Posted by: Jane Dominguez, CPA | March 9, 2010

Resuscitate Lifeless Business Email Requests with CPR

 Resuscitate Lifeless Business Email Requests with CPR

 

It is frustrating to send a business email with a clear request and get no response. Why aren’t people responding to your request, your invitation, your proposal or recommendation?

Let’s improve the odds of getting the responses we want. Business readers scan emails quickly to find out what’s in it for them, what they need to know, and instantly decide if something is important for them. Remember, it’s all about them. First, we have to get their attention with a good subject line. The best email subject lines tell the whole story. If your subject line is specific and useful telling your reader why you sent the message, they will be more likely to open it. The body of the message should be the details of the topic you announced in the subject line, not a new topic. Your reader’s attention fades with each sentence, and it is important to pack important information in the subject line and the first two sentences of the message.

There are more ways to help ensure your message gets read, and gets the right results. Try applying business email CPR to your next request or invitation.

CPR Procedures:

  • Clear Writing: Brevity is the key to the right results.  Keep the message short.
    • Don’t write 20 sentences when it can be said in 2 sentences.
    • The average sentence length should be 15-20 words.
    • Short paragraphs or bullet points will make it easy for the reader to scan your message.
    • Use familiar words to make your message clear and easily understood.
  • Courtesy: Please and thank you are always appropriate.
    • The absence of courtesy is a poor reflection of you.
    • Concise, well-written emails show respect the reader’s time.
    • Don’t forget to start with a personal salutation. Messages without a proper greeting are often perceived as terse and demanding.
    • A well-formatted message tells the reader they are important.
  • Provide Needed Details: Make it easy for your reader to say yes.
    • Requesting information: Vague requests don’t get results. Tell the reader specifically what you need. Explain why the information is important and how you will use it.  Remember your reader gets numerous requests each day; make sure yours is the one they give their attention to.
    • Invitation: When inviting your reader to your company’s event, to sign-up for your webinar, to arrange an in-person meeting, or schedule a conference call, providing all the necessary information upfront will increase the chances of them saying yes. Readers will not hunt for the information, and if it’s not clearly provided, they will quickly move on to the next thing. Focus on the reader and what’s in it for them. (Don’t forget to test hyperlinks before sending your email.)
  • Reasons for Reader to Act or Respond
    • Requesting Information:  ‘Because’ is a powerful word. People are more likely to comply with your request if they know why you need it.  As a financial executive for many years, requests for financial information sliced and diced in every which way filled my inbox. Knowing how they would use the information, and why it was important, made it much easier to fulfill their requests in a timely manner.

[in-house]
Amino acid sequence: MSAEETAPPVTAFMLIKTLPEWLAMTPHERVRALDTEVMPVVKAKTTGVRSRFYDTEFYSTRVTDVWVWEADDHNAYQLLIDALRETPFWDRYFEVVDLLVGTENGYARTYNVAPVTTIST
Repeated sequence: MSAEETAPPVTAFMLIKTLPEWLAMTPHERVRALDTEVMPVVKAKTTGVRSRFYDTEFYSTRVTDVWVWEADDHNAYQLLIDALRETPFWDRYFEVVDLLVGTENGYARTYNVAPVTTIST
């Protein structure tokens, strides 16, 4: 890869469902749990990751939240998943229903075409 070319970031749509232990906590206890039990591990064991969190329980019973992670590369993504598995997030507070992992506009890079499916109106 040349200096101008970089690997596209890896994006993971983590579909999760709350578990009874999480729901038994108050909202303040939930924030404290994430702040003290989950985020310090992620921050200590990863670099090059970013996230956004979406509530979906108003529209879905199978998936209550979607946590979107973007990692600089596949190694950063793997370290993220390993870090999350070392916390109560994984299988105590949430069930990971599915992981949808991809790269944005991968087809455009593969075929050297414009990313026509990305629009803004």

• Invitation: Use your best persuasive writing strategies. Focus on the benefits for the reader, what it will do for them, and not the features of your program, recommendation or event. We all want to know, what’s in it for me? Is there a special incentive for them to respond quickly, like a reduced rate or a bonus? If there is, make sure you tell your reader upfront.

Still Not Getting a Response? You’ve sent a well-written email with all the right information, so why haven’t you gotten a response? 

  • Your topic is not a priority for the recipient
  • Your email landed in their spam folder
  • Their inbox is so cluttered, they haven’t even seen your message

It’s time to pick up the phone:

  • You need a critical piece of information to complete a report or other project from a co-worker or associate
  • It’s important to you
  • The request is time sensitive

You’ve sent a clear concise email. You couldn’t reach them by phone and left them a voicemail message, but they never returned the call.  Now what?  If your request is for information from someone within your own company, you will have to try another avenue for getting it. Putting together the financial reports for publicly-held companies required a lot of information from different departments. There always seemed to be one person who didn’t respond in a timely manner, or at all.  If they weren’t in the same building where I could get their attention by standing in their office door, I had to find another person in their department to help me, or sometimes talk to the person above them in the chain of command. 

If you are trying to set up a meeting with someone or include them in your event, there is one more thing you can try. We have forgotten the power of a hand-written note. We are inundated with emails and voicemails, but when a simple hand-written note appears, we respond. A hand-written note tells the recipient that they are important. They feel valued that you would take the time to send them a note. Try it and see, they are pretty hard to resist.

What do you do when you don’t get a response?

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